Last year, I had one lonely tomato plant in my care. In years past, I’ve grown tomatoes easily and had more than I knew what to do with… last year, my lone plant produced four small fruit that split before they even turned red. Too much rain after a dry spell will do that.
This year, I’ve watched friends lament the loss of their tomato plants to very hungry caterpillars, big grub worms and to grasshoppers. I can’t take a step outside without at least a dozen grasshoppers springing out of the way with each step. I can only imagine what they’d do to tomatoes if I had them around.
Before we moved to West Texas, I was a fan of Village Tomatoes at the grocery stores in the Hill Country. I never imagined we’d be living just a few miles away from where those tomatoes were grown in the greenhouses in Fort Davis and Marfa.
Village Farms grows its vegetables hydroponically – that means without soil – and they use coconut fiber to support the plants in the nutrient-rich water in which they grow. According to their website, they sterilize and recirculate the same water four times and 100% reaches the plants with no waste. In doing this, they use 86% less water when compared to growing tomatoes outdoors. Growing in their greenhouses also allows them to grow 20-30 times more vegetables per acre than traditional farming. A 50-acre greenhouse can yield the same amount of veggies as a 1500-acre farm.
The plants grown in the 40-acre greenhouses are carefully selected for their taste, highest quality, and they are not genetically modified. They are one of North America’s largest producers of premium greenhouse tomatoes, bell peppers and cucumbers. They have greenhouses in British Columbia, Texas, BC Ontario and Mexico. The Mexico City greenhouses are currently expanding.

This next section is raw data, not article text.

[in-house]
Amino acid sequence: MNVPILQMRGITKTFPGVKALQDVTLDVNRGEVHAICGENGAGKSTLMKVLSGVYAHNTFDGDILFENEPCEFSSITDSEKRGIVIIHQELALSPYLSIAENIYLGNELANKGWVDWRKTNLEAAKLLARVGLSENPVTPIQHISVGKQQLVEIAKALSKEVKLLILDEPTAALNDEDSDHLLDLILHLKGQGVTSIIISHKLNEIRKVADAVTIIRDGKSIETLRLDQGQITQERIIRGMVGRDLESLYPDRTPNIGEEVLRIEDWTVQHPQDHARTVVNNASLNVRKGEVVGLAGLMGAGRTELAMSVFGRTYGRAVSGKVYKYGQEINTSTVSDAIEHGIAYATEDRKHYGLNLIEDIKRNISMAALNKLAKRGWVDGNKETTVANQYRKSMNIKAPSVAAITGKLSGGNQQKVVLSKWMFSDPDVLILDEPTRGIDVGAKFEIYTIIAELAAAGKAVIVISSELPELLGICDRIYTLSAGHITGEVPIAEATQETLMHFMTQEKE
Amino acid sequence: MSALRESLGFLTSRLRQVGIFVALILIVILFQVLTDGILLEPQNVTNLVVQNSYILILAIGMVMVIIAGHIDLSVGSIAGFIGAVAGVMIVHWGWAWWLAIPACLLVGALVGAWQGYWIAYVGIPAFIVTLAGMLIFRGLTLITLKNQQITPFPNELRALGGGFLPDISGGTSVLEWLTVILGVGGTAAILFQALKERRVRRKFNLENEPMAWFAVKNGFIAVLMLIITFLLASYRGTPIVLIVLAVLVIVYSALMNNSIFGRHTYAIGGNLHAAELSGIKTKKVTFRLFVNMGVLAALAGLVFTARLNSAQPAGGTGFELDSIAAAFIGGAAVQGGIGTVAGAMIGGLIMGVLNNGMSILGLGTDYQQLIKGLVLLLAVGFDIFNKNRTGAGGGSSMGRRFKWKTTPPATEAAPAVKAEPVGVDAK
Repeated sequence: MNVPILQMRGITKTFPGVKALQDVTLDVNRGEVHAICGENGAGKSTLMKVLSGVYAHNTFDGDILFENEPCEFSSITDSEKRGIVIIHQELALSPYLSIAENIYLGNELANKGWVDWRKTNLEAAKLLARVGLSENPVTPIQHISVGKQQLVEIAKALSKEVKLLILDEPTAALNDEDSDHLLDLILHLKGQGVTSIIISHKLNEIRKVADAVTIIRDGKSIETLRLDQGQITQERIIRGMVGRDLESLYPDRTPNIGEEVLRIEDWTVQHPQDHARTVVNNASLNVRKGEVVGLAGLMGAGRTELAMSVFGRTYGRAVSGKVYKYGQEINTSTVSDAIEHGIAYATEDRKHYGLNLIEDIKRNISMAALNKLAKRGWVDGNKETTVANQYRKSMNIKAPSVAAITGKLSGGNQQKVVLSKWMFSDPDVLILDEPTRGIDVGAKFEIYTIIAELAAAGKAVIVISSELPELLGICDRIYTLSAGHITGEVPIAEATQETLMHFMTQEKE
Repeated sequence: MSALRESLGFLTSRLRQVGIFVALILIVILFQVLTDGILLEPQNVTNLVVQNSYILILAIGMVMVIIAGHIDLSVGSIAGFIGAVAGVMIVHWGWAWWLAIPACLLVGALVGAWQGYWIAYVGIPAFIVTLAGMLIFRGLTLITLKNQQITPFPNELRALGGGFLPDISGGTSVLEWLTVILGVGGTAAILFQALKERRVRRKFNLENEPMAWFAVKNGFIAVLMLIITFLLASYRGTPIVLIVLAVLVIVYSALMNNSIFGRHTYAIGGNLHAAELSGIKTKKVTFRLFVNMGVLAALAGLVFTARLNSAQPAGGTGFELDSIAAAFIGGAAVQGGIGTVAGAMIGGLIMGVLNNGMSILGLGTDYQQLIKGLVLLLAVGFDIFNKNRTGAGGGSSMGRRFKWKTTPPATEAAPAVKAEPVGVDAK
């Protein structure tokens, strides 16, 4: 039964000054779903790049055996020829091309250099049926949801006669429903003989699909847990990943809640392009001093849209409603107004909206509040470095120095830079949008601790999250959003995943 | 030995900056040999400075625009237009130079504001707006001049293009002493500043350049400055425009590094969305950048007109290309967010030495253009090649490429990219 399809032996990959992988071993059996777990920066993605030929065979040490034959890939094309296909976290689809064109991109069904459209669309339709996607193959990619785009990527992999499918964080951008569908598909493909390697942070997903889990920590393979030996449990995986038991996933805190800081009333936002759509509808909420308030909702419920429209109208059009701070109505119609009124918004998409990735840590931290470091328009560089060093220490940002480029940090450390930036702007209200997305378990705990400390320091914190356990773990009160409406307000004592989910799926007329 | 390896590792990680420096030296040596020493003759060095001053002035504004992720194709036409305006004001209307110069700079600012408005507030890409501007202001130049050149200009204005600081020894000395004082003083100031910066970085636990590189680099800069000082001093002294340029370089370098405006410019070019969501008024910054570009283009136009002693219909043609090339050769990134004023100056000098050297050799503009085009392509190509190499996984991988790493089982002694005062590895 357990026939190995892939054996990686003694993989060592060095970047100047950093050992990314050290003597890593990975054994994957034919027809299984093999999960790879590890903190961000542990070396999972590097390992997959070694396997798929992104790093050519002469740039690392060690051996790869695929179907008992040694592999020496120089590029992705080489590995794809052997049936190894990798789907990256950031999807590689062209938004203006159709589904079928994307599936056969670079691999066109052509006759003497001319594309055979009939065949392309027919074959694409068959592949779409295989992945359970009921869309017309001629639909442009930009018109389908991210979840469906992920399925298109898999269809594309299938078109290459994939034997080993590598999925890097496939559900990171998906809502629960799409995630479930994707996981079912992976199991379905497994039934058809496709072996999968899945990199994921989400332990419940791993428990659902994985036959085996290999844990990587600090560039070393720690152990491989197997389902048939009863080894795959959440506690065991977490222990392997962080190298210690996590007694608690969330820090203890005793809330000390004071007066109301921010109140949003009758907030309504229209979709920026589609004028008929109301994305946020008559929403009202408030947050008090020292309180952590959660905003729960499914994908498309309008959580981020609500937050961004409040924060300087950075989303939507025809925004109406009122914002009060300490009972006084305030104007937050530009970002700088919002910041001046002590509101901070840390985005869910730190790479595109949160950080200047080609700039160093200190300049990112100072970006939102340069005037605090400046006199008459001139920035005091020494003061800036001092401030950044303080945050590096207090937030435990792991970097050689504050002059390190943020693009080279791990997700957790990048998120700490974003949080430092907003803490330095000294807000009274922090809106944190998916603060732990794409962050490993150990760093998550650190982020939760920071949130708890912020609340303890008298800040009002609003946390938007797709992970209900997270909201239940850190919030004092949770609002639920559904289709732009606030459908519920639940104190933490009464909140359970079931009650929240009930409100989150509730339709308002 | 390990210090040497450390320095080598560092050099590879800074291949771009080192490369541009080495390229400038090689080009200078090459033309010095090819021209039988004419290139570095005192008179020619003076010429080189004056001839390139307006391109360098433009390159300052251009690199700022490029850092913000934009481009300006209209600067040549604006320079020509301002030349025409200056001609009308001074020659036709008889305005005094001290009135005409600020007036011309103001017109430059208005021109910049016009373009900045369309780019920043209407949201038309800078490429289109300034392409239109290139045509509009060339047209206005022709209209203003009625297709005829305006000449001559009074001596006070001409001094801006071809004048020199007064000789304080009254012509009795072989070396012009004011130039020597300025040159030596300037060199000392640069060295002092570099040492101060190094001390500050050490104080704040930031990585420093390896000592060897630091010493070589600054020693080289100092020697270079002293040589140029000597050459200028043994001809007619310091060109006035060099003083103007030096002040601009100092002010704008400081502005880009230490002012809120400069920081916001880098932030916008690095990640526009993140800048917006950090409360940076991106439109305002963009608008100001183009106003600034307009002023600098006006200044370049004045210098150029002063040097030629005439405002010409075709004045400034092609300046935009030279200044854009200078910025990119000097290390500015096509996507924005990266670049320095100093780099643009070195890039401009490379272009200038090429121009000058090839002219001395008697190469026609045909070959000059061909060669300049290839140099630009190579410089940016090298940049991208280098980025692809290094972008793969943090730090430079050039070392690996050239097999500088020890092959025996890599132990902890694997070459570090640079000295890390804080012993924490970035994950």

We recently discovered that we can buy tomatoes from the Fort Davis greenhouse on Mondays and Fridays. For $13, you can purchase a 25-pound crate of beautiful red Roma tomatoes, and for $20.65, an 11-pound crate of sweet and succulent Mini San Marzano tomatoes can be yours. If you’ve ever taken a look at tomato prices at the store, you know this is a fantastic value.
With a crate of Mini San Marzanos in our hands, our first creation was tomato sauce. We blanched the little tomatoes to peel them with ease before turning them into sauce, mashing them with a potato masher.
Peeling a Mini San Marzano is almost as time consuming as peeling a prickly pear tuna, but at least there are no stickers.
A spoonful of tomato sauce 👌🏻
We found our Italian tomato press/food mill that had been packed away after we’d completed the first batch of sauce, but kept it on hand for the next. With the right tool, the tomato press puréed our blanched tomatoes in seconds.
Homemade salsa with Mini San Marzano tomatoes.
Lots of homemade salsa followed, as well as more homemade tomato sauce. Of course, just about every time I walked by the crate of tomatoes, I grabbed a couple to eat. And in case you wondered, 11 pounds is a lot of wonderful little tomatoes.
For more information about Village Farms, visit their website at www.villagefarms.com.
Fresh Tomato Sauce
5 pounds tomatoes
¾ teaspoon salt
2 tablespoons olive oil
1 tablespoon tomato paste
1 garlic clove, halved
1 sprig of basil
1 bay leaf
Cut tomatoes in half horizontally and squeeze the seeds out. Press the cut side of the tomato against the large holes of a grater and grate the tomato flesh into a bowl, throwing away the skin. You should end up with about 4 cups of tomato.
Put the tomato pulp in a low, wide saucepan over high heat. Add salt, olive oil, tomato paste, garlic, basil and bay leaf. Bring to a boil, then lower to a simmer.
Let the sauce cook down by almost half, stirring occasionally. It should become about 2-1/2 cups of medium-thick sauce. Salt to taste. Keeps in refrigerator for about five days, and can be frozen.
Printed with permission of the Alpine Avalanche